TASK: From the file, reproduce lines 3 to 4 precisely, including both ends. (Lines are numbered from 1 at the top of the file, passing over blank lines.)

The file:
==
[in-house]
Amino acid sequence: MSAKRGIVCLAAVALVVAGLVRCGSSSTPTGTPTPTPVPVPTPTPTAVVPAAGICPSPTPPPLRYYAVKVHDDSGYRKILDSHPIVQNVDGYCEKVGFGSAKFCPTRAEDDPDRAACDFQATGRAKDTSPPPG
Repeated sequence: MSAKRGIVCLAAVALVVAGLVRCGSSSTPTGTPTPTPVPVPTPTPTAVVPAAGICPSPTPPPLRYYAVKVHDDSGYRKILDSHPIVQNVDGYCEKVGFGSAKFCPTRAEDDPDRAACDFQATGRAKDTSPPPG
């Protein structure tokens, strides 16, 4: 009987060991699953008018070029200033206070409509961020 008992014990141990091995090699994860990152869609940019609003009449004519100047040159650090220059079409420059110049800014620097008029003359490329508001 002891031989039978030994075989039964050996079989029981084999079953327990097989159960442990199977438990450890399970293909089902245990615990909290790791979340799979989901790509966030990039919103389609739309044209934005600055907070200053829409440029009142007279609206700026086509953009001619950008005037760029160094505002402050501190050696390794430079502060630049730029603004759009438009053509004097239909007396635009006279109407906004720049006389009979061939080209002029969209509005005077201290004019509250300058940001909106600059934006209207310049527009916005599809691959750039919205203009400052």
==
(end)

Repeated sequence: MSAKRGIVCLAAVALVVAGLVRCGSSSTPTGTPTPTPVPVPTPTPTAVVPAAGICPSPTPPPLRYYAVKVHDDSGYRKILDSHPIVQNVDGYCEKVGFGSAKFCPTRAEDDPDRAACDFQATGRAKDTSPPPG
């Protein structure tokens, strides 16, 4: 009987060991699953008018070029200033206070409509961020 008992014990141990091995090699994860990152869609940019609003009449004519100047040159650090220059079409420059110049800014620097008029003359490329508001 002891031989039978030994075989039964050996079989029981084999079953327990097989159960442990199977438990450890399970293909089902245990615990909290790791979340799979989901790509966030990039919103389609739309044209934005600055907070200053829409440029009142007279609206700026086509953009001619950008005037760029160094505002402050501190050696390794430079502060630049730029603004759009438009053509004097239909007396635009006279109407906004720049006389009979061939080209002029969209509005005077201290004019509250300058940001909106600059934006209207310049527009916005599809691959750039919205203009400052």